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Cash for Clunkers

On NPR, they were talking about the whole cash for clunkers doo-hickey wherein you can get 4,500 towards the purchase of a new vehicle if you give up your gas guzzling old vehicle.

The idea sounds nice.

Except the ONE John Q Public they interviewed mentioned he turned in his crappy car, got $4,500 to purchase the new Ford F150. For serious? There isn't one variation of the F150 that gets more than 20 mpg. City mileage is, on average, 14 mpg.

How is that helping?

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( 4 comments — Leave a comment )
(Deleted comment)
rinalia
Aug. 1st, 2009 05:18 pm (UTC)
Well, it's not that I don't get that. But part of the deal is that the mpg must be better than one's previous car and must be greater, in general, than 18 mpg (which is ridiculously low). So there is an element of improved gas mileage to the program.

I still think it's silly to trade in a 30-yr-old gas guzzler for a brand new gas guzzler that, overall, is going to cost you more than a more fuel-efficient vehicle.
smeddley
Aug. 1st, 2009 05:35 pm (UTC)
I wonder if anyone's done a study on whether or not you really get a good deal on that, or if it's more like the '50% off going our of business' sales the furniture stores have. The ones where, miraculously, 50-75% off is only about 10-20% off the 'original' prices you saw a month ago (pre-going out of business sale).

I mean, I'm sure the dealers aren't going to wheel and deal as much with someone with the voucher as opposed to someone without one. Because if they just buy your car off you, they can re-sell it, so they're willing to come down more on the price of a new car because they know they'll be making money off of you in another way.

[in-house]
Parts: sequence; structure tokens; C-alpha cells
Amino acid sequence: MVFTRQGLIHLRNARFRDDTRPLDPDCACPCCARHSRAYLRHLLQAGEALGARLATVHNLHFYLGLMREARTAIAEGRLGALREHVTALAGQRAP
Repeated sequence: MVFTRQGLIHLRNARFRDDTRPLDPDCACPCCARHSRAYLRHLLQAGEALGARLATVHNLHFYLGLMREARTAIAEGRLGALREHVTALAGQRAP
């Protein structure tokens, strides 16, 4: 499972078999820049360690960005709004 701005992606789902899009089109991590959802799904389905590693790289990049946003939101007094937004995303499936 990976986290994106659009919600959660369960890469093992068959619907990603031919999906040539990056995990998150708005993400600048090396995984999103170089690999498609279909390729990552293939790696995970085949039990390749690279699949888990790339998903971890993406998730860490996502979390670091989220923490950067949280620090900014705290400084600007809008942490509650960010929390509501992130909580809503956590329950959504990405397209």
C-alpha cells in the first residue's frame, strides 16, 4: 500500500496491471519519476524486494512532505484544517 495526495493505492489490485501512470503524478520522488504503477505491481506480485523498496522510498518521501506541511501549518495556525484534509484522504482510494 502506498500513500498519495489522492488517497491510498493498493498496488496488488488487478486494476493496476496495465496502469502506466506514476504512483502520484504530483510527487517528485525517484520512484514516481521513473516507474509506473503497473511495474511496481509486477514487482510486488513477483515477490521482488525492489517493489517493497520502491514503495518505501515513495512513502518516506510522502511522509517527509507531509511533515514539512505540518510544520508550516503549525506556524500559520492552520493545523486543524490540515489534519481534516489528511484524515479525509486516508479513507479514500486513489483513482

rozae
Aug. 1st, 2009 08:24 pm (UTC)
I was reading into that. There's all these rules, if you will, about how you get the money and how much. It's basically either $3500 or $4500, and the price is related to how much better gas mileage it gets than your old car. But apparently they haven't ruled out large vehicles, because some people do actually need them (though IMO not as often as folks would have you believe). Odds are that the fellow replaced an old, more gas-hungry truck with the F150. I would wager a new F150 gets better mileage now than an older truck of similar variety. An improvement, though not much of one. =\ And really, from what I recall, he should have gotten $3500 and not $4500, as the larger sum is for people purchasing more economical cars. Iono though; I'm not an expert on this.

I do know that if we were to jump on board and replace our old SUV with a new one of similar size the new one would get better gas mileage. Cars are being made cheaper and lighter in an effort to keep up with gas mileage demands.
velena
Aug. 2nd, 2009 03:01 am (UTC)
Oh, it's not helping at all. I was listening to NPR a few days ago, and they were interviewing a couple of economists and an auto industry expert (or whatever), and both were like, "Yeah, it's totally a gimmick, and will do nothing to significantly help either the economy or to reduce fuel emissions."

I love me some Barack, but I do think this program is solely for good press.
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